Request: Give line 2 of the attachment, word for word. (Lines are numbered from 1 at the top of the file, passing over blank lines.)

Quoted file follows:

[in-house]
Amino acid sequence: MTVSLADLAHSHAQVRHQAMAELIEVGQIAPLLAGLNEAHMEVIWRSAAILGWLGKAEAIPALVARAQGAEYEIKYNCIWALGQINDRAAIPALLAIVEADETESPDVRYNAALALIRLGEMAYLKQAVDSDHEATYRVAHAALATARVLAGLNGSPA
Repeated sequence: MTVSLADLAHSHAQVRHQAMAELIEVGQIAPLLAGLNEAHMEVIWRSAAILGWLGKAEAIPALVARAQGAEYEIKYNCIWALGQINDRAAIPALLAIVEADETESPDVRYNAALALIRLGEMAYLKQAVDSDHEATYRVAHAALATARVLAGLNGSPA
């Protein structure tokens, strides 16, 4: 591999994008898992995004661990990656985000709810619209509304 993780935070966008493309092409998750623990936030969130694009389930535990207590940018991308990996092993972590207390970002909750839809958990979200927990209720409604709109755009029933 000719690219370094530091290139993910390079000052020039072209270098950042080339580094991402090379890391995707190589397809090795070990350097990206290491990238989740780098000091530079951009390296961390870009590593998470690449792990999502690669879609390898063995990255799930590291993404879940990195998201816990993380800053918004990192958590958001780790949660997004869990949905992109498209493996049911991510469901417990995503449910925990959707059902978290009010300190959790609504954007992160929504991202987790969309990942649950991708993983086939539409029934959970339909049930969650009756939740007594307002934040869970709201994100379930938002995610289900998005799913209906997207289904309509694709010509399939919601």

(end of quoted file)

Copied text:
Amino acid sequence: MTVSLADLAHSHAQVRHQAMAELIEVGQIAPLLAGLNEAHMEVIWRSAAILGWLGKAEAIPALVARAQGAEYEIKYNCIWALGQINDRAAIPALLAIVEADETESPDVRYNAALALIRLGEMAYLKQAVDSDHEATYRVAHAALATARVLAGLNGSPA